Emergency powers


Amid the news of cases of impeachment being filed against President Aquino because of his acts in his Disbursement Acceleration Program and the destruction wrought by Typhoon Glenda, Department of Energy Secretary Jericho Petilla announced that he has recommended that the President seek emergency powers under Section 71 of the Electric Power Industry Reform Act (EPIRA). Secretary Petilla warned of an impending power crisis come summer of 2015 if this problem is not addressed.

It turns out that this threat of emergency powers stems from the inability of Petilla (and the government) to convince the Philippine Independent Power Producers Association (PIPPA) to plug in the 400-500 MW power deficit in 2015. Petilla met with the PIPPA last Tuesday and got no commitment from them on how to fill up the deficit.

Section 71 of the EPIRA allows the President, upon determination of an imminent shortage of supply of electricity and with the joint approval of Congress, to establish additional generating capacity under approved terms and conditions. The EPIRA law has barred the government from building power plants and has fully left the development of power generation to the hands of private firms.

There lies the problem—government has surrendered its responsibility to direct a strategic industrial industry to the private sector. Faced with protests and criticisms, it now seeks to save face by threatening power producers with EPIRA’s emergency power clause without actually solving the long term issue of electric power supply.

Petilla’s proposal is to rent gensets and diesel fired power plants to fill the deficit. He does not plan to build a large plant that will secure several years of breathing space for the government. The short sightedness of his proposal shows the short sightedness of the Aquino government’s response to the power crisis. They would rather buy expensive power than to re-nationalize the electricity industry.

The EPIRA law’s intention was to “bring down electricity rates and to improve the delivery of power supply to end-users” through the privatization of the electricity industry. It has failed on both accounts. Rates have more than doubled and, as we have seen in Petilla’s warning, electricity supply is still thin despite more than a decade of the law’s implementation.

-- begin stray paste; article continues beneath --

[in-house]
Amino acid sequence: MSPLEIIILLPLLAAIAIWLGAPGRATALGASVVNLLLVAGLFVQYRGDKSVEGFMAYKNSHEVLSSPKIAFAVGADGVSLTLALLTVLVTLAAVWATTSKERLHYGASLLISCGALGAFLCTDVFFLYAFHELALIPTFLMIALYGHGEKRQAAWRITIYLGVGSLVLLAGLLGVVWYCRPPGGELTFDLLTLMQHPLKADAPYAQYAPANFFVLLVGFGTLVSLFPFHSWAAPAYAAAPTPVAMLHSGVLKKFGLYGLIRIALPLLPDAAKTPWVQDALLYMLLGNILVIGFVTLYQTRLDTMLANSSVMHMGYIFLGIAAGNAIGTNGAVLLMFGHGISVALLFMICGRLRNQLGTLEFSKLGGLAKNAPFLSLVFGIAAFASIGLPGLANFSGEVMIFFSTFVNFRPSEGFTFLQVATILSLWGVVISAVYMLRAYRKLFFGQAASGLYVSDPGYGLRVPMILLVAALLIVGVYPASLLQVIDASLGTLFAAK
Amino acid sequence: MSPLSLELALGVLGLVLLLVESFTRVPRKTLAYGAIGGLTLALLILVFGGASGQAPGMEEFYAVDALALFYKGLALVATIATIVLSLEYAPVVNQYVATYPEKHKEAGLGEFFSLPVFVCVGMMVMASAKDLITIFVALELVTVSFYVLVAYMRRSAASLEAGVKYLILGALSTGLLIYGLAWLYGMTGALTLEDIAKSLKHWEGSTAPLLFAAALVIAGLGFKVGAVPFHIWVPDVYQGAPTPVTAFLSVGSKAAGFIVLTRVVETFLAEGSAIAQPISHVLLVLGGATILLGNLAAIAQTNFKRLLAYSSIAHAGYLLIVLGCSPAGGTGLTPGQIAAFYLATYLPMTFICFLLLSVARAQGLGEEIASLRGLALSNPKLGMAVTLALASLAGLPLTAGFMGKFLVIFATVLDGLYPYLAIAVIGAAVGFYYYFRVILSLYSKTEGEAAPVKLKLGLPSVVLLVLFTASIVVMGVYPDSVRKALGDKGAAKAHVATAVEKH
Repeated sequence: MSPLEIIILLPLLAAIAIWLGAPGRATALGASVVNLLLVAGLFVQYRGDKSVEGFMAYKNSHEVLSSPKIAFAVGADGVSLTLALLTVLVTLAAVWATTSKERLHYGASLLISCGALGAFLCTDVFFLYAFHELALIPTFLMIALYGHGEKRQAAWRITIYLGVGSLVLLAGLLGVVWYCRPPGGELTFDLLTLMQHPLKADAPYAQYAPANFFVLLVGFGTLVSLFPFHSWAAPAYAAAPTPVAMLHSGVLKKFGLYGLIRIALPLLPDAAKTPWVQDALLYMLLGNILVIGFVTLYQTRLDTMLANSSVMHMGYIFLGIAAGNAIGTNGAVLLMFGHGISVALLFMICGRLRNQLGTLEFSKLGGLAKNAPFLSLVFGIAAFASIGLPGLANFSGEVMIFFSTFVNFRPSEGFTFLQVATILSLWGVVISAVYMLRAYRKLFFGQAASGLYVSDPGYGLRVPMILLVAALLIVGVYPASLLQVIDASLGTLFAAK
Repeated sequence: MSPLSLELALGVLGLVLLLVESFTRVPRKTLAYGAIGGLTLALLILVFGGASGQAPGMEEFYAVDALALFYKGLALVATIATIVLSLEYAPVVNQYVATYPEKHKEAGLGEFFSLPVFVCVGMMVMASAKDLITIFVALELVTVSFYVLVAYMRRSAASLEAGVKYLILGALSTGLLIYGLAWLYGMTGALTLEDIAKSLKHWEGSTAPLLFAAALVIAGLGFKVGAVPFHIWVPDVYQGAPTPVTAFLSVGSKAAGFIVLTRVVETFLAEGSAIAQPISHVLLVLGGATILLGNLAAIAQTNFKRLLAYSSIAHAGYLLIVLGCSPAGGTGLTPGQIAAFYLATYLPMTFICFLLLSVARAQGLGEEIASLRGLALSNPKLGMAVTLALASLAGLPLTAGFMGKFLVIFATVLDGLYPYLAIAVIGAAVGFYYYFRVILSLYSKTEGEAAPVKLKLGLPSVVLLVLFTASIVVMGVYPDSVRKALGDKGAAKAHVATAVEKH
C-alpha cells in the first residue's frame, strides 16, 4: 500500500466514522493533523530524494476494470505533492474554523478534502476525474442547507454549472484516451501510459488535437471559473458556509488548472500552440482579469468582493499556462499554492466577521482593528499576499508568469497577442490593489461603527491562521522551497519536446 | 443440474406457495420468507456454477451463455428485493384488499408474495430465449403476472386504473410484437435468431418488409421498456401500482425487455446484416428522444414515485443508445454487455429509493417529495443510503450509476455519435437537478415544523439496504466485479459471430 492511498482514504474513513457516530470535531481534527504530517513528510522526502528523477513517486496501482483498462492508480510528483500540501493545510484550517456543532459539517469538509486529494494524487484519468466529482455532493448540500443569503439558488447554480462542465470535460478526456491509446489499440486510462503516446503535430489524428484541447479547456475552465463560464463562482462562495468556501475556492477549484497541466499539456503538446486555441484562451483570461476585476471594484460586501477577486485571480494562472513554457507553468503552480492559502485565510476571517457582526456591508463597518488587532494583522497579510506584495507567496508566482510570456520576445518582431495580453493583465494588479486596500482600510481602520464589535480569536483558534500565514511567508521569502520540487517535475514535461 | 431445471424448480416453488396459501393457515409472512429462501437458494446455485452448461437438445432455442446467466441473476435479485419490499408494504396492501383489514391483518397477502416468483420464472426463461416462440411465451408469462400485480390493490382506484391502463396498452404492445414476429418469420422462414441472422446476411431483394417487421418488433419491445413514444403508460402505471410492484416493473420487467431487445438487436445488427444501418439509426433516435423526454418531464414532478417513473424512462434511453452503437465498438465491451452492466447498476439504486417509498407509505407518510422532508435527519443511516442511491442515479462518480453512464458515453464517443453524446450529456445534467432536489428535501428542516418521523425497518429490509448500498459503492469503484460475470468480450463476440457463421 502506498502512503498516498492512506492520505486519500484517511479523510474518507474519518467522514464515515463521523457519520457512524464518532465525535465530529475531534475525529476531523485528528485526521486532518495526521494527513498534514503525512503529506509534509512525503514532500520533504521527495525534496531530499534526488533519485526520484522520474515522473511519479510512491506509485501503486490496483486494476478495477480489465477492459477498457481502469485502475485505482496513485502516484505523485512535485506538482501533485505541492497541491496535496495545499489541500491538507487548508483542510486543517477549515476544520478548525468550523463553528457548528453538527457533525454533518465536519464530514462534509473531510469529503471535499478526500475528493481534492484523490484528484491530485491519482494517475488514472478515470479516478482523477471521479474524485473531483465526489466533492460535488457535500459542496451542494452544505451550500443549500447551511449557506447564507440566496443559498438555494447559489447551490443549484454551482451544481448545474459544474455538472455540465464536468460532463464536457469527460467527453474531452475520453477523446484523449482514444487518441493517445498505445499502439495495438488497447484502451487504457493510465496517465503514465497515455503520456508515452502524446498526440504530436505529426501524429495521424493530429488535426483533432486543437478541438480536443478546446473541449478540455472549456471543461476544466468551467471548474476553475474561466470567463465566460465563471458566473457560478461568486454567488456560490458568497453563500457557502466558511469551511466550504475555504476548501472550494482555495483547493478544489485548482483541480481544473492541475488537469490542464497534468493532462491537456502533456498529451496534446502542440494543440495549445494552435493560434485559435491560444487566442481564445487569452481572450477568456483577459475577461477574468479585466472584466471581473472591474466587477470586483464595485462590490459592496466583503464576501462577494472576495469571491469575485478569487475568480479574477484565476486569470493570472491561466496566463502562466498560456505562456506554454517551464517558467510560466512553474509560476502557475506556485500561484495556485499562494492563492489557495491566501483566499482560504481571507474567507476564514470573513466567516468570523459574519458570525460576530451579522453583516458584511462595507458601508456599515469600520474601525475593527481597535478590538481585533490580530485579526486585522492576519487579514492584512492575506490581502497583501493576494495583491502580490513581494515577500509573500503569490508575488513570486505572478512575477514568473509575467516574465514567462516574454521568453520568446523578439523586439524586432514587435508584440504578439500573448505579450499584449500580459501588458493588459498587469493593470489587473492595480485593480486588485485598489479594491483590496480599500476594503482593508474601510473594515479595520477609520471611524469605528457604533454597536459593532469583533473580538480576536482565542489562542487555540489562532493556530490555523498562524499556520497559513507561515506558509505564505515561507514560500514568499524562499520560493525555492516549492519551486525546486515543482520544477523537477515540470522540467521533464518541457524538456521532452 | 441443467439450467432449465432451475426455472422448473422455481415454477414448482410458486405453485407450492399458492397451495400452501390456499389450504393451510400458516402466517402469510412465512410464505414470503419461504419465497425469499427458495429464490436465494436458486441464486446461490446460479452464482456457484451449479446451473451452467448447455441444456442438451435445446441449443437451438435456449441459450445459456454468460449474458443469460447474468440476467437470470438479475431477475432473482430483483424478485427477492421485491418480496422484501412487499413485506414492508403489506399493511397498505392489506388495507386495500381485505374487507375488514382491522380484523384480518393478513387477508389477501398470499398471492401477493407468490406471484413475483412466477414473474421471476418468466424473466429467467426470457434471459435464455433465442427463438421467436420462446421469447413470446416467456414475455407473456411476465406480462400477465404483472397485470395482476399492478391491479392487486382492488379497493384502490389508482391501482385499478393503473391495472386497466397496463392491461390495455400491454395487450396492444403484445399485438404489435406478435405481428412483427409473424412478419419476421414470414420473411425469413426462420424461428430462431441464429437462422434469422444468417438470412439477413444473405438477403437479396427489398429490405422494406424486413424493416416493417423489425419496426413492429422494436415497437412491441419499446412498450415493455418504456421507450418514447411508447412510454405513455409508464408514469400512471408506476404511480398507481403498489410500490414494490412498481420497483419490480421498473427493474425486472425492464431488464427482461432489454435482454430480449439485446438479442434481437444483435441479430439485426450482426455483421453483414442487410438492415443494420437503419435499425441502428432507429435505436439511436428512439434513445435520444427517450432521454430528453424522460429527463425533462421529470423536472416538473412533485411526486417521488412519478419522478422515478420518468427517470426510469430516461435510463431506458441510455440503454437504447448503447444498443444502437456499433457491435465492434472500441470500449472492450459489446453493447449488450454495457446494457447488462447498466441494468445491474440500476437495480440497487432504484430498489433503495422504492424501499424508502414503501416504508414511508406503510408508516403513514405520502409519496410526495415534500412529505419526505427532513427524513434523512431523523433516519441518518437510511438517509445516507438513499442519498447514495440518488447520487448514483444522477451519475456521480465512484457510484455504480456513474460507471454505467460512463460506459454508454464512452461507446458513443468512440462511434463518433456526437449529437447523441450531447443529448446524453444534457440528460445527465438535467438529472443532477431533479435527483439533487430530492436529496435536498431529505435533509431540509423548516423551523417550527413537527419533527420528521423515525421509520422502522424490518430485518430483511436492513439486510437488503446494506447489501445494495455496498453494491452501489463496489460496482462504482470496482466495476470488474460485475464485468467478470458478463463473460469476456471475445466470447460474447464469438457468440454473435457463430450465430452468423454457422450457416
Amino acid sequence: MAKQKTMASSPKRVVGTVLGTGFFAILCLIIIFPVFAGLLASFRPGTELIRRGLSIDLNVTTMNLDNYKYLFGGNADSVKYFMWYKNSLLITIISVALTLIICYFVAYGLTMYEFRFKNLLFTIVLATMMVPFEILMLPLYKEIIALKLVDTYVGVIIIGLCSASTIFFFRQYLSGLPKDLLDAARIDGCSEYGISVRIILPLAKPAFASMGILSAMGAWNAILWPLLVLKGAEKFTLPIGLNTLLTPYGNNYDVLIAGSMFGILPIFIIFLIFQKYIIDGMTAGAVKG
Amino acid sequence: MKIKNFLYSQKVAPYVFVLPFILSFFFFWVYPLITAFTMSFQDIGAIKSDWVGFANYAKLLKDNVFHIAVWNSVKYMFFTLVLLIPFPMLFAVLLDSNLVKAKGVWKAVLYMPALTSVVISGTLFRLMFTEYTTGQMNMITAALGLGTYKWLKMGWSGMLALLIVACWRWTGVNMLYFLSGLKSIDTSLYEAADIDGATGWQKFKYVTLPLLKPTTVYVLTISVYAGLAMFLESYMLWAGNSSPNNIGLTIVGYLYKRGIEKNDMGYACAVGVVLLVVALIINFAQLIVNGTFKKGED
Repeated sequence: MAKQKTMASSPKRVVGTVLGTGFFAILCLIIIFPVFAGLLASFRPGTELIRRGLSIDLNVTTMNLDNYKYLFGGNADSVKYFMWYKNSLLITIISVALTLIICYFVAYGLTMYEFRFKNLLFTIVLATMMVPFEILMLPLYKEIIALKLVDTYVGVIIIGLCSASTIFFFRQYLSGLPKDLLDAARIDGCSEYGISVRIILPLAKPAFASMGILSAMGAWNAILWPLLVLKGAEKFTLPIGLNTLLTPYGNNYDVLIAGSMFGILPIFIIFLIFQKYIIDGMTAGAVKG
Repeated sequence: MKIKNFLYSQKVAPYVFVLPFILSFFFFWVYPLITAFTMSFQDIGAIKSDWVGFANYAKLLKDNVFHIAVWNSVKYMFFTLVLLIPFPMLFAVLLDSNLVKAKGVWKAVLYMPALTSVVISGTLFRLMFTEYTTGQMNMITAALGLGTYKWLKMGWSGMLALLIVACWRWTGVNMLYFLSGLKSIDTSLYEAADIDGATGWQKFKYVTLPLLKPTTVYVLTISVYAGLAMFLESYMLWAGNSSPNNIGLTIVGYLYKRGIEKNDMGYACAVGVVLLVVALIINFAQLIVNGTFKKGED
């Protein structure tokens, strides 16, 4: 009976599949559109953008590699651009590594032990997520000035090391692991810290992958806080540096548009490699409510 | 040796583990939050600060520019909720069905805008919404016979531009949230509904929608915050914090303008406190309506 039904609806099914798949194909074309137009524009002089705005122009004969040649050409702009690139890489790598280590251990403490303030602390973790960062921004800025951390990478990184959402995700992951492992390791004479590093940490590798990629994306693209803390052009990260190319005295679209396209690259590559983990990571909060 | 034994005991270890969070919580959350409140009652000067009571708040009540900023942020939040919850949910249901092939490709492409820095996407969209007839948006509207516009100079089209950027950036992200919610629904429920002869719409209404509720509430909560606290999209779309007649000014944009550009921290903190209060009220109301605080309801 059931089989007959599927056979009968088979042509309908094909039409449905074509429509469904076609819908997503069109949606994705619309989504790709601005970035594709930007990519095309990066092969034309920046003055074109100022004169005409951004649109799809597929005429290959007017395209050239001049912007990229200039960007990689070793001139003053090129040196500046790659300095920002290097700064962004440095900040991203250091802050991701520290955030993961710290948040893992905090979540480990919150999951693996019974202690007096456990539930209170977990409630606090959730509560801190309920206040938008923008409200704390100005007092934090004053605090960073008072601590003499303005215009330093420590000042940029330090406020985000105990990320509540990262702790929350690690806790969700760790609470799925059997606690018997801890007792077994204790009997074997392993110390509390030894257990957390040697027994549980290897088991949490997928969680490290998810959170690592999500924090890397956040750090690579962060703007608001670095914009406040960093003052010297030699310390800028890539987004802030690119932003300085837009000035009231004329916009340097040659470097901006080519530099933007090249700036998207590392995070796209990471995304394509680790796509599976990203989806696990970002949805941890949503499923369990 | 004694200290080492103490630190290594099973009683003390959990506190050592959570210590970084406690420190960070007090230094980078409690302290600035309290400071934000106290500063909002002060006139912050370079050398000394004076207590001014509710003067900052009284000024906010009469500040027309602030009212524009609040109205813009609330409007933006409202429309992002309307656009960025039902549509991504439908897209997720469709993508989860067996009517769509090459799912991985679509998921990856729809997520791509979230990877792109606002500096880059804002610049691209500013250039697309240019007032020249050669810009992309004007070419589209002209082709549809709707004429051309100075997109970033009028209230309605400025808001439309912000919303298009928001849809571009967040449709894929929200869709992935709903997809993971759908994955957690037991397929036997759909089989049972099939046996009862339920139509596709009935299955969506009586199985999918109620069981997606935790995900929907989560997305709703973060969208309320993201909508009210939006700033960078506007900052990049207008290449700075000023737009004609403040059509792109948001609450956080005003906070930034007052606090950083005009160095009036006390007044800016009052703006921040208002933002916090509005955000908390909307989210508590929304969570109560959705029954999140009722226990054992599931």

In surrendering government’s power to generate power to private corporations, we have lost (as Petilla and company discovered) our capacity to direct our long-termgrowth. It will always be dependent on the whims, and profit margins, of the corporations.

Worse, in the course of the high electricity rates because of the lack of supply last year, government has acted like a profiteer on its own. Instead of managing government’s remaining assets to keep the rates down, it participated in the Wholesale Electricity Spot Market looking for its own profits. The people ended up with astronomical rates which was fortunately stopped by the Supreme Court upon the Makabayan bloc’s petition.

What the government needs to do is not to ask for emergency powers but to scrap the whole EPIRA law altogether.

We can start by stopping the privatization of its remaining power assets. It should also start buying back the transmission lines now solely controlled by the private National Grid Corporation of the Philippines. In the generation sector, it should re-nationalize the power plants it previously sold to private companies and to reinvest heavily into power generation again.

Does it have money to do all of these? The PDAF and DAP controversies have shown us that the government has money. The 144 billion pesos in the DAP can build around three power plants with a capacity of 600 MW. That is 1.8 GW (gigawatts or 1000 MW) of additional electricity. The so-called presidential pork of 1.3 trillion pesos translates to an equivalent of 30 of such plants which is 18 GW of new power. That staggering power is more than double of Luzon’s peak demand of 9000 MW (9 GW).

Government should also have a stronger regulatory body to hear matters involving power rate increases. It should also stop collection of VAT and other add-on costs to our electric bill such as the systems losses, the VAT levied on systems loss, franchise taxes and others.

Petilla’s recourse to emergency powers is short sighted and is designed to cover for the government’s inability to anticipate the shortage beforehand. In the end, Petilla’s threat is one more example of the failure of the EPIRA law. It is also an example of the failure of privatization as a solution to our long term energy security.

It is high time to prioritize national development over private profits and renationalize the power industry that is geared towards industrialization and in bringing affordable, stable and accessible electricity for all.


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  1. victor m. hernandez on

    Yes, the government should have a strong lever to influence and determine comfortable reserve, and readily available power by building and operating new power plants. These shall complement private sector capacity and initiative, and to put moderating lever to private sector’s primacy on profit rather than service.

  2. I support the takeover the power industry as the only way to remove the focus on profits and move to focus on affordable, stable, and accessible electricity for all.

    I cannot belive that being taxed on something we never get is legal. How can we be taxed on electricity not delivered?